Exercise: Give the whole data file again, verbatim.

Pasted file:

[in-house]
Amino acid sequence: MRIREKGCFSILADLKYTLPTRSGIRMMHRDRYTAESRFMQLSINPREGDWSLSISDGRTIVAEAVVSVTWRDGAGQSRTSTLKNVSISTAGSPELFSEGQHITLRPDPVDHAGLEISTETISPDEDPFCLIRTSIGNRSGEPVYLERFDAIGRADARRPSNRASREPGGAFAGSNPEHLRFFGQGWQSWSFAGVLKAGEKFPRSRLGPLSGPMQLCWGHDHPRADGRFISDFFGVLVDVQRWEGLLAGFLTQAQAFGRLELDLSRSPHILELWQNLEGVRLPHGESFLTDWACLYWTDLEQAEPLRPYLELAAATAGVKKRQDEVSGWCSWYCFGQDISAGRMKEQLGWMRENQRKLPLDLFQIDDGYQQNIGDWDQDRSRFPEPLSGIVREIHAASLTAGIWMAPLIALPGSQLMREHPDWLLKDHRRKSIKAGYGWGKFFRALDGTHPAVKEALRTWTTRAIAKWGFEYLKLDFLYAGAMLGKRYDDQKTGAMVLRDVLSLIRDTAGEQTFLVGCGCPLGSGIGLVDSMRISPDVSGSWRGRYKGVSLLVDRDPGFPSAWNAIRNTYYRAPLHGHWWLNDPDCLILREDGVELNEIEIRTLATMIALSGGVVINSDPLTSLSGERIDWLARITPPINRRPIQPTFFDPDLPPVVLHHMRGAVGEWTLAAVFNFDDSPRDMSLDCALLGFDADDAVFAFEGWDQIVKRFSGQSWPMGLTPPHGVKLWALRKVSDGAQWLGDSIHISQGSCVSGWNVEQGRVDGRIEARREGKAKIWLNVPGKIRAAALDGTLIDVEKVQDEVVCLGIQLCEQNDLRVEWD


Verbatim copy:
[in-house]
Amino acid sequence: MRIREKGCFSILADLKYTLPTRSGIRMMHRDRYTAESRFMQLSINPREGDWSLSISDGRTIVAEAVVSVTWRDGAGQSRTSTLKNVSISTAGSPELFSEGQHITLRPDPVDHAGLEISTETISPDEDPFCLIRTSIGNRSGEPVYLERFDAIGRADARRPSNRASREPGGAFAGSNPEHLRFFGQGWQSWSFAGVLKAGEKFPRSRLGPLSGPMQLCWGHDHPRADGRFISDFFGVLVDVQRWEGLLAGFLTQAQAFGRLELDLSRSPHILELWQNLEGVRLPHGESFLTDWACLYWTDLEQAEPLRPYLELAAATAGVKKRQDEVSGWCSWYCFGQDISAGRMKEQLGWMRENQRKLPLDLFQIDDGYQQNIGDWDQDRSRFPEPLSGIVREIHAASLTAGIWMAPLIALPGSQLMREHPDWLLKDHRRKSIKAGYGWGKFFRALDGTHPAVKEALRTWTTRAIAKWGFEYLKLDFLYAGAMLGKRYDDQKTGAMVLRDVLSLIRDTAGEQTFLVGCGCPLGSGIGLVDSMRISPDVSGSWRGRYKGVSLLVDRDPGFPSAWNAIRNTYYRAPLHGHWWLNDPDCLILREDGVELNEIEIRTLATMIALSGGVVINSDPLTSLSGERIDWLARITPPINRRPIQPTFFDPDLPPVVLHHMRGAVGEWTLAAVFNFDDSPRDMSLDCALLGFDADDAVFAFEGWDQIVKRFSGQSWPMGLTPPHGVKLWALRKVSDGAQWLGDSIHISQGSCVSGWNVEQGRVDGRIEARREGKAKIWLNVPGKIRAAALDGTLIDVEKVQDEVVCLGIQLCEQNDLRVEWD